UMass Memorial labor negotiator is leaving; Nurses union is relieved at McMahon departure.Byline: Shaun Sutner
WORCESTER - UMass Memorial Medical Center's chief labor official, who masterminded a tough negotiating stance during contract talks with the nurses union, has resigned, leaving union officials relieved.
UMass Memorial President and CEO (1) (Chief Executive Officer) The highest individual in command of an organization. Typically the president of the company, the CEO reports to the Chairman of the Board. John G. O'Brien announced the resignation of John P. McMahon, former senior vice president for human resources The fancy word for "people." The human resources department within an organization, years ago known as the "personnel department," manages the administrative aspects of the employees. , Feb. 15 in an internal memorandum obtained by the Telegram & Gazette.
Mr. McMahon will start a new job March 12 as senior vice president of corporate human resources for Arrow Electronics Arrow Electronics NYSE: ARW is a Fortune 500 company headquartered in Melville, New York. This company specializes in products and services of electronic components and computer products. , a 12,000-employee, publicly traded company publicly traded company
A company whose shares of common stock are held by the public and are available for purchase by investors. The shares of publicly traded firms are bought and sold on the organized exchanges or in the over-the-counter market. in Melville, N.Y.
After six months of strained talks over a new three-year pact, the medical center's 840 University Campus nurses walked off the job Oct. 25.
The strike ended up lasting only five hours, even as 175 replacement nurses brought in for the strike went on duty at 6 a.m. The hospital also hired a special crisis communication expert in the latter stages of the negotiations and ran a series of unusually hard-hitting newspaper ads on the union's demands.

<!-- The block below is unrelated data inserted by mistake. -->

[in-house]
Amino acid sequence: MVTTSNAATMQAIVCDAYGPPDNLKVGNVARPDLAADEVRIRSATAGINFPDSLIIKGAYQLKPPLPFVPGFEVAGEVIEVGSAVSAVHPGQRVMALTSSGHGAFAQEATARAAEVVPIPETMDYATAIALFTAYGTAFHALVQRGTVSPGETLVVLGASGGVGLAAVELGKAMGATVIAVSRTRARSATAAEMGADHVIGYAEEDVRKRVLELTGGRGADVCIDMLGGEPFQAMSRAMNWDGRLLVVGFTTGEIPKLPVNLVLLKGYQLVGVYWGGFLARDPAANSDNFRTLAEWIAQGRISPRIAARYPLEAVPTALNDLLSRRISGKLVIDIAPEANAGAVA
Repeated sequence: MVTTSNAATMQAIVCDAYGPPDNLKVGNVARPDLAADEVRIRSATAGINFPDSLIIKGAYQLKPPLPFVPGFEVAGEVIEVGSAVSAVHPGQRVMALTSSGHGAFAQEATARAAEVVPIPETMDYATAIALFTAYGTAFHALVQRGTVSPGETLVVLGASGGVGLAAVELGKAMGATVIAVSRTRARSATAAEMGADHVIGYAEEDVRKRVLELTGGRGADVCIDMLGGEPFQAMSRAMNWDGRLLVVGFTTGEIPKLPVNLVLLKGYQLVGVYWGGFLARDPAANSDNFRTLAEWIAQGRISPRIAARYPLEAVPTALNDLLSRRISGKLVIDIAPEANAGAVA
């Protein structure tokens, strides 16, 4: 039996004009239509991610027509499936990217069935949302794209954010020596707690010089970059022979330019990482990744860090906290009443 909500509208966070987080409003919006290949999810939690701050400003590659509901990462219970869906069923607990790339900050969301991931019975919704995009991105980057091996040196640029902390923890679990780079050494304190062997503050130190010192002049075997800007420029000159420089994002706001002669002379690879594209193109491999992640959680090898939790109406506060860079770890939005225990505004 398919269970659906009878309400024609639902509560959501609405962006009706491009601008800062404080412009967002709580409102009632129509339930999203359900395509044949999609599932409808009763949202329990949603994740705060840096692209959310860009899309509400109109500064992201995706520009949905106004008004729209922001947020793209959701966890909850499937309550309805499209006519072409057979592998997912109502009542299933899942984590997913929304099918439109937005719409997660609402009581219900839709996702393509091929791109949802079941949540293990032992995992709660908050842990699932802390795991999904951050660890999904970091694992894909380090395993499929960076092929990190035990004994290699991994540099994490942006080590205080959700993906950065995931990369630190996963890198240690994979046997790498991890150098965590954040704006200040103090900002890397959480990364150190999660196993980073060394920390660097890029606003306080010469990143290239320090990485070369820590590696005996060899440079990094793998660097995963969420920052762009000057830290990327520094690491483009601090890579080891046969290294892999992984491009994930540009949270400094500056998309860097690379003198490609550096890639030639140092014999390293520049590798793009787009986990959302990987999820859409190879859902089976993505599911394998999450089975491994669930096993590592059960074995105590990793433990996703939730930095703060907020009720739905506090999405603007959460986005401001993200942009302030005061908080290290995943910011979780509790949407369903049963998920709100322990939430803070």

After an overnight bargaining session, negotiators for the Massachusetts Nurses Association and the hospital agreed on a deal that gave the nurses raises of 19 percent to 24 percent over three years.
Now, union leaders say they saw Mr. McMahon as an unyielding negotiator who they found tough to deal with.
"Our dealings with him were a low point in our dealings with the institution," said Judy Locke, vice chairman of the union's bargaining unit A bargaining unit in labor relations is a group of employees with a clear and identifiable community of interests who are (under U.S. law) represented by a single labor union in collective bargaining and other dealings with management. at the hospital. "We had positive relations with them in the past, but this last period was ugly.
"We're trying to put this behind us and cultivate better relationships," she continued. "He really did come across as someone who was very authoritative and was not the sort of person we were used to dealing with."
Hired in 2005 after stints as a senior personnel executive at several high-tech companies, Mr. McMahon put in place a more business-oriented human resources strategy at the hospital, Mr. O'Brien said in his memo of last month.
"John also led us through significant labor challenges and negotiations, which resulted in three-year agreements with our largest unions," Mr. O'Brien wrote. "These agreements will ensure a more competitive posture for our institution in the long term."
While hospital officials sought to portray Mr. McMahon's resignation as a positive career move for him, his departure likely is a signal that the medical center wants to take a softer approach to its activist union, said Gary Chaison Gary N. Chaison (b. October 21, 1943) is an industrial relations scholar and labor historian at Clark University. Early life and education
Chaison was born in 1943 to Alfred and Ada Chaison, a Jewish family living in Brooklyn. , a professor of labor relations at Clark University.
While unions generally elect their contract negotiators, private companies and institutions hire and fire theirs based on their performance, Mr. Chaison said.
"I think this is a conciliatory con·cil·i·ate
v. con·cil·i·at·ed, con·cil·i·at·ing, con·cil·i·ates
1. To overcome the distrust or animosity of; appease.
2. gesture," he said. "If they don't do the job management wants them to do they either let them go or don't rehire Re`hire´
v. t. 1. To hire again. them. If management wants to get a new tone and start off with a fresh approach, this is a step they can take."
Mark L. Shelton, a spokesman for the hospital, said Mr. McMahon has family in the New York New York, state, United States
New York, Middle Atlantic state of the United States. It is bordered by Vermont, Massachusetts, Connecticut, and the Atlantic Ocean (E), New Jersey and Pennsylvania (S), Lakes Erie and Ontario and the Canadian province of area, where he worked before.
Contact Shaun Sutner by e-mail at firstname.lastname@example.org.